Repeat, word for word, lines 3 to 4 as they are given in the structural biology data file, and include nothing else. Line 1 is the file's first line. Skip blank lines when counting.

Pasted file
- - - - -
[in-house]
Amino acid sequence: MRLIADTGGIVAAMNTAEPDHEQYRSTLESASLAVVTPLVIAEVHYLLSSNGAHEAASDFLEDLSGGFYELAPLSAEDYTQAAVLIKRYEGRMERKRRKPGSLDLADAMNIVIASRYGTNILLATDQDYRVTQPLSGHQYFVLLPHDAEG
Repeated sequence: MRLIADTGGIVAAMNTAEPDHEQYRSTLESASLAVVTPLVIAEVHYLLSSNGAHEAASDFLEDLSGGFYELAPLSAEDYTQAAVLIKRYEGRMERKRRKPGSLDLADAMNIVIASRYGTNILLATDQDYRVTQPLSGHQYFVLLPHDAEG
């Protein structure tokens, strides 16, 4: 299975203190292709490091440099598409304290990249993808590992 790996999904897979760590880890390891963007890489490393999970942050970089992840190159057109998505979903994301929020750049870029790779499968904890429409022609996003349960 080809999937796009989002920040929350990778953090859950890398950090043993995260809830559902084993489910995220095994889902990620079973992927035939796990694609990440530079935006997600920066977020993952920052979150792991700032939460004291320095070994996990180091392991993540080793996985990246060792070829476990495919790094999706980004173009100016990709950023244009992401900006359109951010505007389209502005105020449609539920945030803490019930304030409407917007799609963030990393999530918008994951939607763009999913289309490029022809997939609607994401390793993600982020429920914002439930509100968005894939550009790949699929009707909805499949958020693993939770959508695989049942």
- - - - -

Repeated sequence: MRLIADTGGIVAAMNTAEPDHEQYRSTLESASLAVVTPLVIAEVHYLLSSNGAHEAASDFLEDLSGGFYELAPLSAEDYTQAAVLIKRYEGRMERKRRKPGSLDLADAMNIVIASRYGTNILLATDQDYRVTQPLSGHQYFVLLPHDAEG
């Protein structure tokens, strides 16, 4: 299975203190292709490091440099598409304290990249993808590992 790996999904897979760590880890390891963007890489490393999970942050970089992840190159057109998505979903994301929020750049870029790779499968904890429409022609996003349960 080809999937796009989002920040929350990778953090859950890398950090043993995260809830559902084993489910995220095994889902990620079973992927035939796990694609990440530079935006997600920066977020993952920052979150792991700032939460004291320095070994996990180091392991993540080793996985990246060792070829476990495919790094999706980004173009100016990709950023244009992401900006359109951010505007389209502005105020449609539920945030803490019930304030409407917007799609963030990393999530918008994951939607763009999913289309490029022809997939609607994401390793993600982020429920914002439930509100968005894939550009790949699929009707909805499949958020693993939770959508695989049942």